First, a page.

If Cruz’s switch is actually a cynical, calculated attempt to curry favor with voters … well, that’s a good thing too. Maybe even better than if it was 100% sincere. It means the primary landscape rewards border controllers. …

Backfill: Roll Call blames Trump …

Update: Byron York a) reminds that Cruz actually wrote an op-ed with Ryan in April promoting the fast-track bill he has now voted against (!); b) notes Cruz, like other Republicans, was feeling a “lot of … heat” from the GOP base, and his colleagues think his flip was “obviously motivated by his political concerns;” and c) speculates that “Cruz’s GOP opponents are going to give him hell about his yes-then-no votes on trade,” especially in debates. … If they do give him hell, I’m not so sure it will hurt him. It just gives him a chance to elaborate on his concerns in a way that might help him re-connect with the GOP base. Also, voters often don’t mind flip-floppers, at least if they flop in the voters’ direction. Demonstrates that they know who’s in charge. …

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So multiculturalism/ diversity has become a Cult of Authenticity. How dare anytone try to break free of roots? twitter.com/MarkSKrikorian…

| 2 years ago on Twitter

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Distancing yourself from your immigrant roots is a very American thing to do. You don’t have to be trapped by past. twitter.com/MarkSKrikorian…

| 2 years ago on Twitter

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One contribution of this piece: Affirms that the “some of his best friends are X” argument is, in fact, valid nyti.ms/1SBnx4w

| 2 years ago on Twitter

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Justice Anthony Kennedy better emerge as a “gay rights icon” now … nyti.ms/1SBnx4w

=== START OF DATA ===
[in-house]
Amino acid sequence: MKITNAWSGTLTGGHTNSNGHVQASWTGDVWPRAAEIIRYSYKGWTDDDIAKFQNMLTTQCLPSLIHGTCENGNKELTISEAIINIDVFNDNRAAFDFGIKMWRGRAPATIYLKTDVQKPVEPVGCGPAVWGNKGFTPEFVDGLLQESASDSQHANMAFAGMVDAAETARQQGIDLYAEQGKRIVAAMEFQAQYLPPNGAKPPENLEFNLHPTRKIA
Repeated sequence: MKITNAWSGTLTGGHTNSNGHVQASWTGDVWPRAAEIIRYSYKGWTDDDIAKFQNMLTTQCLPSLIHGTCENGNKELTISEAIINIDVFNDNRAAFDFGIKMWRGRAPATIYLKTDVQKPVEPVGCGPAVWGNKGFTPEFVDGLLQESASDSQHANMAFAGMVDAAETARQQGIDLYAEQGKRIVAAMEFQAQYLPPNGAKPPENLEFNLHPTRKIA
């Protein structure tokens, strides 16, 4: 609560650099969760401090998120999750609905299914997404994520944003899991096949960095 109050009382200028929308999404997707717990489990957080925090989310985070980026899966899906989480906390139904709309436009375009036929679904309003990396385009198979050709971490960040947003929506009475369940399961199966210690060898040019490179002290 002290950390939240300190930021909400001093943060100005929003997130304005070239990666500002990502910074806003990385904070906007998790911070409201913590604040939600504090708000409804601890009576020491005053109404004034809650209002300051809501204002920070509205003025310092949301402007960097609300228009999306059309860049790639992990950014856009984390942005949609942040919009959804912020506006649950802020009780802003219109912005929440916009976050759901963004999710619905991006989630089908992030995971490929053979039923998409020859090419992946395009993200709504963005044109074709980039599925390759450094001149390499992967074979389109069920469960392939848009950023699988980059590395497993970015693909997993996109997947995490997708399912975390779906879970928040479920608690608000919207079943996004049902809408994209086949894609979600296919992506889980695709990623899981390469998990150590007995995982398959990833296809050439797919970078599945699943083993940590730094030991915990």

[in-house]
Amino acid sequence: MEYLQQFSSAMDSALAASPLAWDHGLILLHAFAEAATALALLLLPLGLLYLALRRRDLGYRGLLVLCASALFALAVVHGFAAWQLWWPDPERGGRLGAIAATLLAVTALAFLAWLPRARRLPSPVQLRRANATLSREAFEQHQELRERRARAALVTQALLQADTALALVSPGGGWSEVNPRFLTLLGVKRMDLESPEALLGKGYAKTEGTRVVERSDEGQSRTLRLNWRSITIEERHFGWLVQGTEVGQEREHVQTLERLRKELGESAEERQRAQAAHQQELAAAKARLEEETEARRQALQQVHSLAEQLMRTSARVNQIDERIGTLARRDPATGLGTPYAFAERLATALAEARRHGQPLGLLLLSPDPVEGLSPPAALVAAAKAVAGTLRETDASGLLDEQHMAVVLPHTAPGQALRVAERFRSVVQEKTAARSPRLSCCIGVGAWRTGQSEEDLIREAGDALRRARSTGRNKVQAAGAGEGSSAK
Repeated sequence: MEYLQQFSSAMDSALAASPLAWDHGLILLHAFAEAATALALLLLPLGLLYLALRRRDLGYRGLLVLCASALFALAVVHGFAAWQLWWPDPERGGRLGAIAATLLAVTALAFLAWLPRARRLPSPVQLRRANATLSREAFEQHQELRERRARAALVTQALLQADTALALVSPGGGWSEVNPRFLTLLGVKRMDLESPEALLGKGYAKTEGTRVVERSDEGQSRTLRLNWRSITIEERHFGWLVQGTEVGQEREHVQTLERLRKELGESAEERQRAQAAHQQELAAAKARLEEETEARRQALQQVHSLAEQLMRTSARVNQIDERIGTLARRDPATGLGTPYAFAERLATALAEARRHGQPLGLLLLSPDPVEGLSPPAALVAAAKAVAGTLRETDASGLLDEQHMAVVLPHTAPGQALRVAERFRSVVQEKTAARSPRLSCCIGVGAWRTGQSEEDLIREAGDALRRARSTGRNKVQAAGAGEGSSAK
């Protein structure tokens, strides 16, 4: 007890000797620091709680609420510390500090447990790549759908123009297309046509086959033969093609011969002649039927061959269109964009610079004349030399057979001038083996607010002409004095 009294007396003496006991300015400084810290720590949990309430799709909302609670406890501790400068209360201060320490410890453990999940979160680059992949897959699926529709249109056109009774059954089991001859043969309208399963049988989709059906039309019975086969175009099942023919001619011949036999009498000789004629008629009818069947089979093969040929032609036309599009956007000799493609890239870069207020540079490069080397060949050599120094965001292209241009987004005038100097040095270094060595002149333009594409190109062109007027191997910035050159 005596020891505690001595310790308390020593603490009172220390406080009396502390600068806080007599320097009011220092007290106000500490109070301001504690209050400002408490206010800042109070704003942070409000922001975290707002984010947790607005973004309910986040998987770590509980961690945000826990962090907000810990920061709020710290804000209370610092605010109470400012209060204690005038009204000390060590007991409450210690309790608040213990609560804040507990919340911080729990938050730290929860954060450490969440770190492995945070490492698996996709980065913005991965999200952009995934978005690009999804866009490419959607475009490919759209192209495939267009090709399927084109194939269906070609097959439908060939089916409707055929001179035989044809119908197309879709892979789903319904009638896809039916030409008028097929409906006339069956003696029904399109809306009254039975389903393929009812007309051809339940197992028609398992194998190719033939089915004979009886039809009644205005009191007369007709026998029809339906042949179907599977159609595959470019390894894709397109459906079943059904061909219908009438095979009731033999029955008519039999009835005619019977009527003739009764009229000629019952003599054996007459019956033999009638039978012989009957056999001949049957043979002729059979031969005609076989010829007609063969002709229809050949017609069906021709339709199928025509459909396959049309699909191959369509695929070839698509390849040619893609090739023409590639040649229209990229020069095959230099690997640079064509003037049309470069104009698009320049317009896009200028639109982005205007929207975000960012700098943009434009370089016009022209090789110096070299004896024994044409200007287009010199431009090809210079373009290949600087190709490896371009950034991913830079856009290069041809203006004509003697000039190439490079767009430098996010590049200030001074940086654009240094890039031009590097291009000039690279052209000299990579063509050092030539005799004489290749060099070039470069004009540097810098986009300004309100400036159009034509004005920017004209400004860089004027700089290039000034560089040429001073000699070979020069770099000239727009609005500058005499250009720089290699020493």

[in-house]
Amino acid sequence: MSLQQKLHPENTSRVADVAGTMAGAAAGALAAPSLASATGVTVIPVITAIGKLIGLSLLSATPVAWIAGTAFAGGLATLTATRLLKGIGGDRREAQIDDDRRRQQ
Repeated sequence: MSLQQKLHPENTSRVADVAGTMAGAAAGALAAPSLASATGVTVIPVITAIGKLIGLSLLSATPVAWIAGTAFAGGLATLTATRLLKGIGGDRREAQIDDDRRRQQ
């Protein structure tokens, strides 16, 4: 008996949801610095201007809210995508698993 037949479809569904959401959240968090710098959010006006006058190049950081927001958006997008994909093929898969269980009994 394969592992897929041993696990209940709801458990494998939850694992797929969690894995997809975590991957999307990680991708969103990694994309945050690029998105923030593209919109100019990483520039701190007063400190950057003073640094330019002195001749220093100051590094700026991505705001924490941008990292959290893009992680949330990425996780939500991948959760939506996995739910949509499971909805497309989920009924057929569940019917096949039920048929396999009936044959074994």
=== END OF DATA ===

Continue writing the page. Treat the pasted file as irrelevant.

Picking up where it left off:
| 2 years ago on Twitter

6 Black Intermarriage Boomlet?

It looks as if the historically low rate of intermarriage for black Americans may finally be changing. According to Pew, the percentage of newlyweds who married outside their race rose to 19 in 2013 — that’s up from less than 16% as recently as 2008 (see P. 10). For black women –historically less likely to intermarry than black men — the percentage rose by a third, from 9% to 12%, in just the three years from 2010 to 2013, if I read Pew’s maddeningly-presented data correctly. Given the normal glacial pace of big demographic trends, that seems like a significant, and not-so-slow, rise, … Punditry! An Obama Effect? Personally, I would like to blame welfare reform — i.e., women who used to go on welfare now go to work and come into contact with a broader array of potential partners. And “no scrubs“! But I don’t know if the intermarriage boomlet is occuring among potential welfare recipients (as opposed to the black middle and upper class).  Over to you, Kay Hymowitz …

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Why is John Kasich so annoying? Byron York notes that John Kasich’s frankly religious appeal to conservative evangelicals in the Faith & Freedom Caucus somehow turned them off. … Kasich loves to lecture. Usually, the not-so-subtle subtext — as with his citation of Matthew 25 to justify his Medicaid expansion — seems to be how moral Kasich is (in contrast with, say, his audience). There’s probably no less convincing way to justify Medicaid expansion to conservatives. …P.S.: In 1996, Kasich was chosen to give the closing argument in the House for welfare reform.  I think if he’d talked for 10 more minutes, welfare reform would have lost. …

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Off message: Would “two tier” health system produced by a King loss be that bad? Labs of democracy and all that … wpo.st/EEtM0

| 2 years ago on Twitter

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This’ll bend your curve: Promising new anti-cholesterol drugs may cost $10K/yr. Will O’care cost-cut board approve? nyti.ms/1GwX2Lm

| 2 years ago on Twitter